Marvin Tolkin was 83 when he decided that the unexamined life wasn’t worth living. Until then, it had never occurred to him that there might be emotional “issues” he wanted to explore with a counselor.
“I don’t think I ever needed therapy,” said Mr. Tolkin, a retired manufacturer of women’s undergarments who lives in Manhattan and Hewlett Harbor, N.Y.
Though he wasn’t clinically depressed, Mr. Tolkin did suffer from migraines and “struggled through a lot of things in my life” — the demise of a long-term business partnership, the sudden death of his first wife 18 years ago. He worried about his children and grandchildren, and his relationship with his current wife, Carole.
“When I hit my 80s I thought, ‘The hell with this.’ I don’t know how long I’m going to live, I want to make it easier,” said Mr. Tolkin, now 86. “Everybody needs help, and everybody makes mistakes. I needed to reach outside my own capabilities.”
So Mr. Tolkin began seeing Dr. Robert C. Abrams, a professor of clinical psychiatry at Weill Cornell Medical College in Manhattan. They meet once a month for 45 minutes, exploring the problems that were weighing on Mr. Tolkin. “Dr. Abrams is giving me a perspective that I didn’t think about,” he said. “It’s been making the transition of living at this age in relation to my family very doable and very livable.”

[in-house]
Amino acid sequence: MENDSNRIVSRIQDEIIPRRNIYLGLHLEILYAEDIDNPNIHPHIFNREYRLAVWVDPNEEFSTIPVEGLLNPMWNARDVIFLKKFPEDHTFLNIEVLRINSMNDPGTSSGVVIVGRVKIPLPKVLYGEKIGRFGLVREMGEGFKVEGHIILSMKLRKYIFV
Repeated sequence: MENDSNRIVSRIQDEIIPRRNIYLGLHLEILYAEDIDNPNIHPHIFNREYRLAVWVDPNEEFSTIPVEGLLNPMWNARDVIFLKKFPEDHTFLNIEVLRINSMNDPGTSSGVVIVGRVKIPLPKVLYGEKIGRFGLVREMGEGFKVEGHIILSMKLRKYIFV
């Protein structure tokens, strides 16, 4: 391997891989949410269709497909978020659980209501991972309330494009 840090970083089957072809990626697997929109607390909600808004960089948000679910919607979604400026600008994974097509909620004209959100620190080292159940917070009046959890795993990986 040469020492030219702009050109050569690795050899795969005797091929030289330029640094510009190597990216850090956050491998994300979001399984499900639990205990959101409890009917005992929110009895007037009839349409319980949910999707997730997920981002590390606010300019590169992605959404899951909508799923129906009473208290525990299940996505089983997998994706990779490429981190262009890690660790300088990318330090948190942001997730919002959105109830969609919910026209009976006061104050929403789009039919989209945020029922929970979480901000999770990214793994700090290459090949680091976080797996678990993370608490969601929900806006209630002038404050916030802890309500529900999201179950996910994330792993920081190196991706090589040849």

Mr. Tolkin is one of many seniors who are seeking psychological help late in life. Most never set foot near an analyst’s couch in their younger years. But now, as people are living longer, and the stigma of psychological counseling has diminished, they are recognizing that their golden years might be easier if they alleviate the problems they have been carrying around for decades. It also helps that Medicare pays for psychiatric assessments and therapy.
“We’ve been seeing more people in their 80s and older over the past five years, many who have never done therapy before,” said Dolores Gallagher-Thompson, a professor of research in the department of psychiatry at Stanford. “Usually, they’ve tried other resources like their church, or talked to family. They’re realizing that they’re living longer, and if you’ve got another 10 or 15 years, why be miserable if there’s something that can help you?”
Some of these older patients are clinically depressed. The National Alliance on Mental Illness reports that more than 6.5 million Americans over age 65 suffer from depression. But many are grappling with mental health issues unaddressed for decades, as well as contemporary concerns about new living arrangements, finances, chronic health problems, the loss of loved ones and their own mortality.
“It’s never too late, if someone has never dealt with issues,” said Judith Repetur, a clinical social worker in New York who works almost exclusively with older patients, many of whom are seeking help for the first time. “A combination of stresses late in life can bring up problems that weren’t resolved.”